Lightweight Relief Shearing for Enhanced Terrain Perception on Interactive Maps
We explore interactive relief shearing, a set of non-intrusive, direct manipulation interactions that expose depth and shape information in terrain maps using ephemeral animations. Reading and interpreting topography and relief on terrain maps is an important aspect of map use, but extracting depth information from 2D maps is notoriously difficult. Modern mapping software attempts to alleviate this limitation by presenting digital terrain using 3D views. However, 3D views introduce occlusion, complicate distance estimations, and typically require more complex interactions. In contrast, our approach reveals depth information via shearing animations on 2D maps, and can be paired with existing interactions such as pan and zoom. We examine explicit, integrated, and hybrid interactions for triggering relief shearing and present a version that uses device tilt to control depth effects. Our evaluation shows that these interactive techniques improve depth perception when compared to standard 2D and perspective views.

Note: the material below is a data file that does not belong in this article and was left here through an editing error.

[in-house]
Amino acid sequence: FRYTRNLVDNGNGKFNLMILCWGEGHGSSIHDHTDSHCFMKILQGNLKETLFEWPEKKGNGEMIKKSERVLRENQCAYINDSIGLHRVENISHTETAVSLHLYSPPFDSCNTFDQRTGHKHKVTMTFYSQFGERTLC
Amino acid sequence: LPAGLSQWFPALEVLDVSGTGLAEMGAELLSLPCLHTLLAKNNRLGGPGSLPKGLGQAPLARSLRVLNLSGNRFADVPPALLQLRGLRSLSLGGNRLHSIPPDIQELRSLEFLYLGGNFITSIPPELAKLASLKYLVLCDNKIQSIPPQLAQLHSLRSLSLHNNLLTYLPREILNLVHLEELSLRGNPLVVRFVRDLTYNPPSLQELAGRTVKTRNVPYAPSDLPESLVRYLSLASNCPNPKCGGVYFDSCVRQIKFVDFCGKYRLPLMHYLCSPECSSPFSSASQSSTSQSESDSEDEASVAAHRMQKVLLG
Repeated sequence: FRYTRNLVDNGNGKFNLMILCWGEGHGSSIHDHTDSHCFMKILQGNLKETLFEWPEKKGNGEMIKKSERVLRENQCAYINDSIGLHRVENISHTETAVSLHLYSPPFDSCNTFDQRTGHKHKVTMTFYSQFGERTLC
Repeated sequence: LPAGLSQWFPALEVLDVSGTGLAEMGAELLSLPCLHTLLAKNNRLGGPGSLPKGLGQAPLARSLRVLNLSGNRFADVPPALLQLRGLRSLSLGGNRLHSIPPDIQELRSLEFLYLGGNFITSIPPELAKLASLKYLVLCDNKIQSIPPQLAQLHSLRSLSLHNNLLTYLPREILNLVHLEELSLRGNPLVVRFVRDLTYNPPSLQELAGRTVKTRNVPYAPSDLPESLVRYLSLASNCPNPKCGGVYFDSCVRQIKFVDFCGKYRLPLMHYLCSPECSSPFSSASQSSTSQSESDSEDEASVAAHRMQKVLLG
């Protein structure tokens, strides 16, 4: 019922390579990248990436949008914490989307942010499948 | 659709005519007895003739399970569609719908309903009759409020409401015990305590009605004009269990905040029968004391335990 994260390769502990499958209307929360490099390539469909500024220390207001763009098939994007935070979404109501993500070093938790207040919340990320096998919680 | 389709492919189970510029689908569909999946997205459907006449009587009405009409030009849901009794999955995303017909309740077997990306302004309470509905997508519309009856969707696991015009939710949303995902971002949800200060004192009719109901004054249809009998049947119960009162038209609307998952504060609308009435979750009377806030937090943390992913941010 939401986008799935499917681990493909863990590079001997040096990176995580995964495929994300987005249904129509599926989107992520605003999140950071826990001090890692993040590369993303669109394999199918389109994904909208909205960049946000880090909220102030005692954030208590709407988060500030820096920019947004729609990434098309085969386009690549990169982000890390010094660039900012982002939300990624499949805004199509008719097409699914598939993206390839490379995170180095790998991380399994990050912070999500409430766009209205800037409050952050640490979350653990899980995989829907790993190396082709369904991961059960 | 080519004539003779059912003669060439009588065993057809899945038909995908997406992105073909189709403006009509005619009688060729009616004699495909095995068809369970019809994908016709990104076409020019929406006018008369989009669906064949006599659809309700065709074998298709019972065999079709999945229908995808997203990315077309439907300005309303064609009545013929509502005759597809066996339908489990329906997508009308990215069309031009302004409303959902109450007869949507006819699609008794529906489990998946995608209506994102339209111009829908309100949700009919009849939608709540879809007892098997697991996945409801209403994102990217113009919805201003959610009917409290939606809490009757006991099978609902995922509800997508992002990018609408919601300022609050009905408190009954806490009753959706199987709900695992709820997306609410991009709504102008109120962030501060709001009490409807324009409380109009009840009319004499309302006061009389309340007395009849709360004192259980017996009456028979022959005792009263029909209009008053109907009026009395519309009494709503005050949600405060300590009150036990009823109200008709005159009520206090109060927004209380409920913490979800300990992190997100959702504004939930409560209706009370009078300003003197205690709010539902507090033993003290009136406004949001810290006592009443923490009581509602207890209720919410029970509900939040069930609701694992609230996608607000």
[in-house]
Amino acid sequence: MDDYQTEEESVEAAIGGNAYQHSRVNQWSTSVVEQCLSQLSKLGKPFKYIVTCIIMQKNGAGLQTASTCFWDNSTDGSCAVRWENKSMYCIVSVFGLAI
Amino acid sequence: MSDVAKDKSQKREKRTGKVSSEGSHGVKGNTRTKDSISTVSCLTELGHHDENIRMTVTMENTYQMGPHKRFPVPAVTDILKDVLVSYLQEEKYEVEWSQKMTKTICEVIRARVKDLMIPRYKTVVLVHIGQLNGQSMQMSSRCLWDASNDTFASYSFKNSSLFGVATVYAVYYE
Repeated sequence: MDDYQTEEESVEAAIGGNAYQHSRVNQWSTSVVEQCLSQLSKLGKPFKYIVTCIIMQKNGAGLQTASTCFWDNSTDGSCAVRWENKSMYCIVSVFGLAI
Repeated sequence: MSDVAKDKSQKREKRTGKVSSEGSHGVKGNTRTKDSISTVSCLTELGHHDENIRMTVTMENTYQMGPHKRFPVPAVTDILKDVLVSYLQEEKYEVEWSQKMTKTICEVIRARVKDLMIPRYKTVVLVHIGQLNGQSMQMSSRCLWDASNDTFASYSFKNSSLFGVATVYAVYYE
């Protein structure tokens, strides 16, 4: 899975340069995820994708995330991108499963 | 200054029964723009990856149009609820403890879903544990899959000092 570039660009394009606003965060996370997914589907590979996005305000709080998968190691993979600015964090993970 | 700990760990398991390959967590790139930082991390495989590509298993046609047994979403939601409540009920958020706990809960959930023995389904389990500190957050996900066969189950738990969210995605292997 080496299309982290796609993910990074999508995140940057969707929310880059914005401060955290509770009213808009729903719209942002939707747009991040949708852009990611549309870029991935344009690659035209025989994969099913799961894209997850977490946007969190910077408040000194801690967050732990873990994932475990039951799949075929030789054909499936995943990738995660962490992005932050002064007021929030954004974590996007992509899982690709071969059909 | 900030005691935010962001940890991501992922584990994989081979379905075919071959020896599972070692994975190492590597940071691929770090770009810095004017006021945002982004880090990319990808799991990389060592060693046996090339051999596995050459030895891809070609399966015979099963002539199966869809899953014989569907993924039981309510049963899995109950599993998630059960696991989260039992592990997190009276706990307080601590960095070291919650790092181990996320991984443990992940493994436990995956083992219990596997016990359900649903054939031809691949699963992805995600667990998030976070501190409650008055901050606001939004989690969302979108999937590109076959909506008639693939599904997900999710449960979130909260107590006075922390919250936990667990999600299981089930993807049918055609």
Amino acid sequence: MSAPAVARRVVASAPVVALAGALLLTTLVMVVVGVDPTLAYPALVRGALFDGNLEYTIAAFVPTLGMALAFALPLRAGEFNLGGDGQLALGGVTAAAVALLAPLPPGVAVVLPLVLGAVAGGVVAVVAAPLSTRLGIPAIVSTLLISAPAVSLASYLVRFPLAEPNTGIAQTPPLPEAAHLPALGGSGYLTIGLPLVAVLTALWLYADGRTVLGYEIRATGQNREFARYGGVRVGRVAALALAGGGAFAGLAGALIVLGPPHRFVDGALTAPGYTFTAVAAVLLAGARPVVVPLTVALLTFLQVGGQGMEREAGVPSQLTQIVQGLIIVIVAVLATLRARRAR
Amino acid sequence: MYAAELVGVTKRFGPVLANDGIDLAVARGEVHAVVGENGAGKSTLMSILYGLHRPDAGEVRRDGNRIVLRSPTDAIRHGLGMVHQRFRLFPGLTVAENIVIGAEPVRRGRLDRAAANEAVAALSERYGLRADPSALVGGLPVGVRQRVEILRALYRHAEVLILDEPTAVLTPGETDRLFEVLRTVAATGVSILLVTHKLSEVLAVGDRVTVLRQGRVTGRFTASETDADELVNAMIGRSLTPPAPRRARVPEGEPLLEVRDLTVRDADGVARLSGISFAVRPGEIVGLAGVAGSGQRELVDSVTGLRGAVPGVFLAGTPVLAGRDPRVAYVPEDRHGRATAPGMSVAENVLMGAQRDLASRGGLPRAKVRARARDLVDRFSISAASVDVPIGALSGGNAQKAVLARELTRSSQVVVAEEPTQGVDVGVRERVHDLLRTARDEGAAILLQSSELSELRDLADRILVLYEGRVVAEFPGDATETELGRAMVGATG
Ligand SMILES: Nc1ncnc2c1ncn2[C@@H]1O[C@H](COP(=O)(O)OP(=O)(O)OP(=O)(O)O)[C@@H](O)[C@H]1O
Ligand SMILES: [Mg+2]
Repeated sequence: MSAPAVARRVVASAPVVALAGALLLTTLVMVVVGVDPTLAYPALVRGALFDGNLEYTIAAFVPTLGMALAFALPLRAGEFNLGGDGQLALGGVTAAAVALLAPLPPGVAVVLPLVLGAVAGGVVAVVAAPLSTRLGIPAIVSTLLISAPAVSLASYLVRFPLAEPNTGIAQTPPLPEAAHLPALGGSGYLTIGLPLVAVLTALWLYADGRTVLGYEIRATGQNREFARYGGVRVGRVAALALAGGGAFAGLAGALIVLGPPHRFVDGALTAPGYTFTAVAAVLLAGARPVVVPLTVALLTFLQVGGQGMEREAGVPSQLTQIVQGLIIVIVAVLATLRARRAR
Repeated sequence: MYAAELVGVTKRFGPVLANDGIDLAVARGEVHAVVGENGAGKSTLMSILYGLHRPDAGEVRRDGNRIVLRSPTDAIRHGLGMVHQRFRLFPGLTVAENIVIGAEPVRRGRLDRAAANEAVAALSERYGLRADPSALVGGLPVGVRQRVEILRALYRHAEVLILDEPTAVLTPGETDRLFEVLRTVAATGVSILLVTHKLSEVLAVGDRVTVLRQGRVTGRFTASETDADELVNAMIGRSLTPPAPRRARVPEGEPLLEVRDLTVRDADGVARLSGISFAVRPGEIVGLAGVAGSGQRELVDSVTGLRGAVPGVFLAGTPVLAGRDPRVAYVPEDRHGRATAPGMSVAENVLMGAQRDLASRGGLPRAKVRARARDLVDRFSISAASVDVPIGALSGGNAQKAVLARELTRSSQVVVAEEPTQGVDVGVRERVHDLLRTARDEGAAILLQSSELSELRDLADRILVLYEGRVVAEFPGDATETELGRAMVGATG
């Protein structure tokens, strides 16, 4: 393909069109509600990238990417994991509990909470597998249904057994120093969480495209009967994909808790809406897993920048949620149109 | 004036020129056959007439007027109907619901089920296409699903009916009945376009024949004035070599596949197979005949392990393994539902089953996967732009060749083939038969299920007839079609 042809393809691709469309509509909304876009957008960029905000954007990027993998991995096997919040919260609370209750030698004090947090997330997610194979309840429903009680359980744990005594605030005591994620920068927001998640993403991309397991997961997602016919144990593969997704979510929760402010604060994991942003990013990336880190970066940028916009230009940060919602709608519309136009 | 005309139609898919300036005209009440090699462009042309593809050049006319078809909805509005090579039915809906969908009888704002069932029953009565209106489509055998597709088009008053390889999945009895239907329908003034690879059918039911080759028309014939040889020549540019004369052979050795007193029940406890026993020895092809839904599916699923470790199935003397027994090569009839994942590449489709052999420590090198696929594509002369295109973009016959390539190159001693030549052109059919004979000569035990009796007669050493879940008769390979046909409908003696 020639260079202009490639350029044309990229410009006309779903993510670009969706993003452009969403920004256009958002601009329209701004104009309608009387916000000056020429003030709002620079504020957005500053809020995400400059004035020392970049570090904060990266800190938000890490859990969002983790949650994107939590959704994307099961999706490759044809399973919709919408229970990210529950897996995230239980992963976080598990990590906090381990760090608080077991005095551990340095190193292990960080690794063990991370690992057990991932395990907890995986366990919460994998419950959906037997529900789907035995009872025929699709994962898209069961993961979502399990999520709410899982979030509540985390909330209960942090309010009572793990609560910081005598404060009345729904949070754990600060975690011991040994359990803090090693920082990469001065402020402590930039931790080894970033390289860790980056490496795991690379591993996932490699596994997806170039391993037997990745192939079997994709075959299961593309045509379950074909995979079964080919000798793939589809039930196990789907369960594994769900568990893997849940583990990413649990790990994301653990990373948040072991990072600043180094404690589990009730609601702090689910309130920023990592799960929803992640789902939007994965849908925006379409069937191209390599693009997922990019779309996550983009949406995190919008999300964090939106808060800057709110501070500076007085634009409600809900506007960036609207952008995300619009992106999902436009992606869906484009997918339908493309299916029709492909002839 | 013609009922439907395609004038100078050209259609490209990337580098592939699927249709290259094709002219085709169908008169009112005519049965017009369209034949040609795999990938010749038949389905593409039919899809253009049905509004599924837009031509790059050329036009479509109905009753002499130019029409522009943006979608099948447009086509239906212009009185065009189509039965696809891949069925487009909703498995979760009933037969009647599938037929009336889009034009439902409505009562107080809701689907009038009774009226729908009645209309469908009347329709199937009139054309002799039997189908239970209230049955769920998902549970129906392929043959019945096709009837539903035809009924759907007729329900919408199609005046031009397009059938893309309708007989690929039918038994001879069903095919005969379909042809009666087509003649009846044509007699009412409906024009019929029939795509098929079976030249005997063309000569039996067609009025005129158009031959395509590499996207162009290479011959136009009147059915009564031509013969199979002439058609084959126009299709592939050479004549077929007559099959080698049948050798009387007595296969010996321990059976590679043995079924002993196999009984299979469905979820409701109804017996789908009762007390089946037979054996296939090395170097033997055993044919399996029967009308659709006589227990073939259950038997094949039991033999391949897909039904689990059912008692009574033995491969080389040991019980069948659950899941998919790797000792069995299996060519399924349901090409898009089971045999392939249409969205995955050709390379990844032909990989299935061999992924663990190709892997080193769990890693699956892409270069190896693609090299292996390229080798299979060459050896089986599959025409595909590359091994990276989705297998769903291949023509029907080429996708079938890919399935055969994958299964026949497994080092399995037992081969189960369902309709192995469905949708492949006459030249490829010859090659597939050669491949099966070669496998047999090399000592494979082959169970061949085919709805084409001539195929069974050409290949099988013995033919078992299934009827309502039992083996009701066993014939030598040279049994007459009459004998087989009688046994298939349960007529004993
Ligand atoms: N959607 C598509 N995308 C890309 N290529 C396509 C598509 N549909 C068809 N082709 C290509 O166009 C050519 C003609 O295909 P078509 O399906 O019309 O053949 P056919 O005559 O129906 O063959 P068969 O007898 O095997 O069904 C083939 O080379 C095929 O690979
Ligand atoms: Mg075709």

Demo: http://elasticterrain.xyz/ (best with Google Chrome)
Get the video:
|Wesley Willett, Bernhard Jenny, Tobias Isenberg, and Pierre Dragicevic (2015) Lightweight Relief Shearing for Enhanced Terrain Perception on Interactive Maps. In Andy Cockburn, Joanna McGrenere, and Jun Rekimoto, eds., Proceedings of the Annual Conference on Human Factors in Computing Systems (CHI, April 18–23, Seoul, Korea). New York. ACM, pages 3563–3572, 2015. Received a Best Paper Award.|| doi|
This work was done as a collaboration between the AVIZ project group of Inria, France, and the Geosciences department of Oregon State University, USA. Also see the project page at Oregon State University.